Off the dining room was the front hall, the front door that was seldom used, and the stairway with a dandy rail for sliding when no one was around. Near the top was a landing and the rail turned giving a long swoop that got up a good speed ‘til the newel post ended it abruptly. I did love that stair - but under it was a small, dark closet that I hated fiercely. That was where I was dragged, screaming, and locked in, terrified that I never would get out. I really never did know what it was that I had done that was so bad, or maybe that closet just erased the memory. Buddy (my brother, three years younger) would always comfort me through the door and sometimes even let me out, although then he would be in big trouble.

A door at the end of the hall led to the back porch and at the front were doors to the dining room, the small front porch, and the parlor which might as well have been deleted, it was so seldom entered. It had a horse-hair covered sofa, a few uncomfortable chairs and a mahogany library table, the kind with a shelf underneath between two pedestal legs. It was the kind of room where silence seemed obligatory and not even the air dared stir.

At the top of the stairway was the master bedroom - above the dining room and the same size, including the corner windows. The banister continued around the open stairway, past the bath room to two smaller bedrooms. The bath was small, directly over the front hall but it had a tub with feet. There was no running water that I recall. One of the small bedrooms was a spare, the other used by a succession of hired girls.

And some of those were real doozies. Minnie Ohlendorph , for instance wore her hair like Pop-eyes’ girl-friend, Olive Oyle, with a big, horizontal puff over each ear. It took a lot to make her smile and when she did it went as fast as switching a light on-off.

Somewhere near there, was a door to the porch leading to the tower entrance and to the hired hands rooms above the shop. A stair was at each end of this long porch. There was a row of fancy-shaped dowel rods about a foot high running all along the top edge with ginger-bread decoration at the posts, and the banisters were of turned wood. On the lower porch just out the kitchen door was the walnut wood-box which held firewood for the kitchen stove. It was painted gray to match the porch floor and one of the first improvements Howard tackled after we married was to strip and refinish it. Now it stores blankets in my bedroom.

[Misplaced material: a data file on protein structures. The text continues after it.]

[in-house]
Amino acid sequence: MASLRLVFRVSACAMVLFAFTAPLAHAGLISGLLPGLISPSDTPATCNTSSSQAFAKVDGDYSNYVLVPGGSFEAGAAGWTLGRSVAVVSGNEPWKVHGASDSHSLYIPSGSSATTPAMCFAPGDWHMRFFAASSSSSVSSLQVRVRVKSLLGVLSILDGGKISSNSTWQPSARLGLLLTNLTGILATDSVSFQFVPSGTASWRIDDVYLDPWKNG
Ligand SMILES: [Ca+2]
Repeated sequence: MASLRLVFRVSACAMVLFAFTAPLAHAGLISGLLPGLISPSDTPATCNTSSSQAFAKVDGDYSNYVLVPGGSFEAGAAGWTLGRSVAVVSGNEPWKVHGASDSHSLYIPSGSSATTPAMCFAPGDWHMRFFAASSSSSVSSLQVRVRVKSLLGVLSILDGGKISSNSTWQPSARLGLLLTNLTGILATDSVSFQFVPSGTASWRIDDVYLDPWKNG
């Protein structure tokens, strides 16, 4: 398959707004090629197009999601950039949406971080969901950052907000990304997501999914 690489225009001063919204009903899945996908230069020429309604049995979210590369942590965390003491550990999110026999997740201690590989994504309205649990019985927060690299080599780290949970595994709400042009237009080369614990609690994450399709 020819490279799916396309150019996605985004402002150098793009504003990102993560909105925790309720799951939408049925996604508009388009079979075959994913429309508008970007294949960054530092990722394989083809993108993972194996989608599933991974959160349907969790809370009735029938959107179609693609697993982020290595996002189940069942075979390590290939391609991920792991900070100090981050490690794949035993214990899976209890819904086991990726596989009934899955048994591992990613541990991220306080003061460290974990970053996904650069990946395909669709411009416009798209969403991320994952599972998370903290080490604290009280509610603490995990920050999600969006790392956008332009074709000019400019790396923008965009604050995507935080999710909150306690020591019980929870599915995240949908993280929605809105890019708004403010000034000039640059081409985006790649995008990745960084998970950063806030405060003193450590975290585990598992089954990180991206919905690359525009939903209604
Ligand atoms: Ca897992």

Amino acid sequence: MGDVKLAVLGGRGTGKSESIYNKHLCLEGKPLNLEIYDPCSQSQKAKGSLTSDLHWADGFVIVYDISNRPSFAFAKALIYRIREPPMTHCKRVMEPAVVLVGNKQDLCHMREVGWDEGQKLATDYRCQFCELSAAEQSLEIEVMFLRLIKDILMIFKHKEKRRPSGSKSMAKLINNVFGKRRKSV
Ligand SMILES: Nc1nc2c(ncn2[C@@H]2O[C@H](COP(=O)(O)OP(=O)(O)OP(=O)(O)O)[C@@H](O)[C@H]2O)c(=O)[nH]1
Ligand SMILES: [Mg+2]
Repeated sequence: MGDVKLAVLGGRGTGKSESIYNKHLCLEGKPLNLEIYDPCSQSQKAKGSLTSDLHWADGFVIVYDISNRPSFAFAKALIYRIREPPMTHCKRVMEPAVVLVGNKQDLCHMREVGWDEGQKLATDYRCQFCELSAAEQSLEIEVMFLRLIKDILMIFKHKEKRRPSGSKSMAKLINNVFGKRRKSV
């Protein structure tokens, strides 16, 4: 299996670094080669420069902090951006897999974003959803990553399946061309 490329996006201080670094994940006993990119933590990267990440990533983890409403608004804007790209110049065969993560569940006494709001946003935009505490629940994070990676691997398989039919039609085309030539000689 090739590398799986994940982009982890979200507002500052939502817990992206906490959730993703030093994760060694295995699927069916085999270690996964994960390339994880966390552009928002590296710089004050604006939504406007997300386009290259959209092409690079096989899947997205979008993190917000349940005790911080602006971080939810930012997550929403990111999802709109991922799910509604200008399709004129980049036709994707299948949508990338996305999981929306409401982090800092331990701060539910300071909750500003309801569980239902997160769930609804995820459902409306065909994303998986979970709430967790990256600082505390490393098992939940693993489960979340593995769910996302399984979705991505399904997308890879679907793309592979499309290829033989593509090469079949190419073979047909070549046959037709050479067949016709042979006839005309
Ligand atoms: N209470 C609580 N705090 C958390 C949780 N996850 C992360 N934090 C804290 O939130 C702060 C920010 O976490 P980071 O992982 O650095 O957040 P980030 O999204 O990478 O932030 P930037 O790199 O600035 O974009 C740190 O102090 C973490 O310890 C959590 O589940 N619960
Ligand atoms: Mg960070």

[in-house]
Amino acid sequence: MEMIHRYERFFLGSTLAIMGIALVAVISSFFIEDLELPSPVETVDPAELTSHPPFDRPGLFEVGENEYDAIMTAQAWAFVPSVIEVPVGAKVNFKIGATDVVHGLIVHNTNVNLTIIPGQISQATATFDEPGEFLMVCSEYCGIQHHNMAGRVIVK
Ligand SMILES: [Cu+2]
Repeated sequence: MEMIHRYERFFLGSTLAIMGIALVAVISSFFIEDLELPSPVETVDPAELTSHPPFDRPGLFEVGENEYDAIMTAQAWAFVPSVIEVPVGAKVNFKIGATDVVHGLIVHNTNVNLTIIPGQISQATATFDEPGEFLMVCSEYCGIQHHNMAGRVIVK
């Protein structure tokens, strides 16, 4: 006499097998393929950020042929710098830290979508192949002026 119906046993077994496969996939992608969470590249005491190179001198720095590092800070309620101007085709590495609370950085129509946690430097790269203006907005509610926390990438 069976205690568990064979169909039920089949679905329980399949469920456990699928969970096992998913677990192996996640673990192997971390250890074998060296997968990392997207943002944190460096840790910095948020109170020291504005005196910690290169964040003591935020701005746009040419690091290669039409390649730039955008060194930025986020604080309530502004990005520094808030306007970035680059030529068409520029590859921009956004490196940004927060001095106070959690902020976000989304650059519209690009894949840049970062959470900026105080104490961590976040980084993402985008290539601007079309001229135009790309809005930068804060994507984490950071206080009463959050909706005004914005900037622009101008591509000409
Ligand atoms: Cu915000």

From this upper hall I think another door led onto the L-shaped porch and there was one more bedroom, Uncle Ollie’s. It was fairly large and was next to my parents master bedroom, just to the left of the stairway. For some reason it was a step lower than the others. Somewhere near there, was another door to the porch leading to the tower entrance and to the hired hands rooms above the shop. A stair was at each end of this long porch. There was ginger-bread decoration at the posts and the banisters were of turned wood. On the lower porch, handily located just outside the kitchen door was a walnut wood-box painted gray to match the floor. One of the first improvements Howard tackled was to strip and refinish it so now it holds blankets in my bedroom.

One more place that might be of interest -- the cellar. I guess it was really a storm cellar as it was entered from outside the west kitchen door by lifting a heavy sloping door. It was cool and dark down there, fine for keeping potatoes, apples and whatever fresh vegetables possible. There were shelves too, for lots of canned fruit and vegetables that had been produced in the garden, and always a 5-gallon crock of eggs that kept just fine through the winter when hens were on strike. The eggs were put down in waterglass which has a jelly-like consistency and is translucent, or in layers of salt.

A tall windmill stood just a few feet from the west porch, right out the kitchen window. It had two wonderful features - a wooden platform that I judge to have been about twenty feet up and extending to the framework of the windmill on all sides, and a thick, full, purple wisteria that twined all the way up to the arms. When it bloomed it was so beautiful and fragrant and enclosed a lovely, secluded spot for scanning the distant fields or just day dreaming. That is, until my mother spied me and ran out screaming for me to come right down - I would surely fall and be killed!